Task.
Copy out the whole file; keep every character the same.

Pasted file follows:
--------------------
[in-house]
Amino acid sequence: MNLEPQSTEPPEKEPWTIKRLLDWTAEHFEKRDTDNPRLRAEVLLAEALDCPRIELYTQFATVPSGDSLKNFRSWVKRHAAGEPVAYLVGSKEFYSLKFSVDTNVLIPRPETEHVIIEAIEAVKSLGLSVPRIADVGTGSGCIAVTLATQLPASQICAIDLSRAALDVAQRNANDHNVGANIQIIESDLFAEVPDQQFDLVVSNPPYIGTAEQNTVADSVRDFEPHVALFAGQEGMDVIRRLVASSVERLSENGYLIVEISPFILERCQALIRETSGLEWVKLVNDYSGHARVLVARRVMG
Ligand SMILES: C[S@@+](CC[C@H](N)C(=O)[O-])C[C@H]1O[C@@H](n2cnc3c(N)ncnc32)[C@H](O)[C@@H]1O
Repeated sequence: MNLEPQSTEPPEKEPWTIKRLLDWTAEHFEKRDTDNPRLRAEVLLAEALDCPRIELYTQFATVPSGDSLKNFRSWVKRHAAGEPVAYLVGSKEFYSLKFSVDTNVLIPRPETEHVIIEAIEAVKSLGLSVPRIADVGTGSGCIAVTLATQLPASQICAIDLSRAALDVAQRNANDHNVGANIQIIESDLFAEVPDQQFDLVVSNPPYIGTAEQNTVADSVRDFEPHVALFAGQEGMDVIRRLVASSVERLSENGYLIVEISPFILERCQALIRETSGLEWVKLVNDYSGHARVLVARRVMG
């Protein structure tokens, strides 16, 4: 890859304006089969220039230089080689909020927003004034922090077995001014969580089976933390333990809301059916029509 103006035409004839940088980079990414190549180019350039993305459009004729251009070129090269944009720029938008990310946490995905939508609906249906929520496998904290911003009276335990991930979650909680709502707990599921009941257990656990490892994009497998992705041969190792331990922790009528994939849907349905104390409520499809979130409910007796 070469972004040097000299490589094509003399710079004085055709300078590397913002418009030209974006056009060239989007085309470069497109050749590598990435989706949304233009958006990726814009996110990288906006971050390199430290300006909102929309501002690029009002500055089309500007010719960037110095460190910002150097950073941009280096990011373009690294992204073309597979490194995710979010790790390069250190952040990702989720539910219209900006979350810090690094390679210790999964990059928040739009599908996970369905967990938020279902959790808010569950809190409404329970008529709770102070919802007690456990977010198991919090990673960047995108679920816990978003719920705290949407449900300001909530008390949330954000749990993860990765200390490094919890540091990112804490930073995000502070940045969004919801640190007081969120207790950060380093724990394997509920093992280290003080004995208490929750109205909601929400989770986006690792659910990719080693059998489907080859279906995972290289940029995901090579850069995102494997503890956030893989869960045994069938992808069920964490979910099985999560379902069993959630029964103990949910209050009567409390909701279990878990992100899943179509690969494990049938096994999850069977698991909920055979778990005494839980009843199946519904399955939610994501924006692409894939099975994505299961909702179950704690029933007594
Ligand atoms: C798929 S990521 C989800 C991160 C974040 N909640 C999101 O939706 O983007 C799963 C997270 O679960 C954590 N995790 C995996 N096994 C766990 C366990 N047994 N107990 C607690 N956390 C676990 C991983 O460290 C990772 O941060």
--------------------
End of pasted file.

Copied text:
[in-house]
Amino acid sequence: MNLEPQSTEPPEKEPWTIKRLLDWTAEHFEKRDTDNPRLRAEVLLAEALDCPRIELYTQFATVPSGDSLKNFRSWVKRHAAGEPVAYLVGSKEFYSLKFSVDTNVLIPRPETEHVIIEAIEAVKSLGLSVPRIADVGTGSGCIAVTLATQLPASQICAIDLSRAALDVAQRNANDHNVGANIQIIESDLFAEVPDQQFDLVVSNPPYIGTAEQNTVADSVRDFEPHVALFAGQEGMDVIRRLVASSVERLSENGYLIVEISPFILERCQALIRETSGLEWVKLVNDYSGHARVLVARRVMG
Ligand SMILES: C[S@@+](CC[C@H](N)C(=O)[O-])C[C@H]1O[C@@H](n2cnc3c(N)ncnc32)[C@H](O)[C@@H]1O
Repeated sequence: MNLEPQSTEPPEKEPWTIKRLLDWTAEHFEKRDTDNPRLRAEVLLAEALDCPRIELYTQFATVPSGDSLKNFRSWVKRHAAGEPVAYLVGSKEFYSLKFSVDTNVLIPRPETEHVIIEAIEAVKSLGLSVPRIADVGTGSGCIAVTLATQLPASQICAIDLSRAALDVAQRNANDHNVGANIQIIESDLFAEVPDQQFDLVVSNPPYIGTAEQNTVADSVRDFEPHVALFAGQEGMDVIRRLVASSVERLSENGYLIVEISPFILERCQALIRETSGLEWVKLVNDYSGHARVLVARRVMG
């Protein structure tokens, strides 16, 4: 890859304006089969220039230089080689909020927003004034922090077995001014969580089976933390333990809301059916029509 103006035409004839940088980079990414190549180019350039993305459009004729251009070129090269944009720029938008990310946490995905939508609906249906929520496998904290911003009276335990991930979650909680709502707990599921009941257990656990490892994009497998992705041969190792331990922790009528994939849907349905104390409520499809979130409910007796 070469972004040097000299490589094509003399710079004085055709300078590397913002418009030209974006056009060239989007085309470069497109050749590598990435989706949304233009958006990726814009996110990288906006971050390199430290300006909102929309501002690029009002500055089309500007010719960037110095460190910002150097950073941009280096990011373009690294992204073309597979490194995710979010790790390069250190952040990702989720539910219209900006979350810090690094390679210790999964990059928040739009599908996970369905967990938020279902959790808010569950809190409404329970008529709770102070919802007690456990977010198991919090990673960047995108679920816990978003719920705290949407449900300001909530008390949330954000749990993860990765200390490094919890540091990112804490930073995000502070940045969004919801640190007081969120207790950060380093724990394997509920093992280290003080004995208490929750109205909601929400989770986006690792659910990719080693059998489907080859279906995972290289940029995901090579850069995102494997503890956030893989869960045994069938992808069920964490979910099985999560379902069993959630029964103990949910209050009567409390909701279990878990992100899943179509690969494990049938096994999850069977698991909920055979778990005494839980009843199946519904399955939610994501924006692409894939099975994505299961909702179950704690029933007594
Ligand atoms: C798929 S990521 C989800 C991160 C974040 N909640 C999101 O939706 O983007 C799963 C997270 O679960 C954590 N995790 C995996 N096994 C766990 C366990 N047994 N107990 C607690 N956390 C676990 C991983 O460290 C990772 O941060």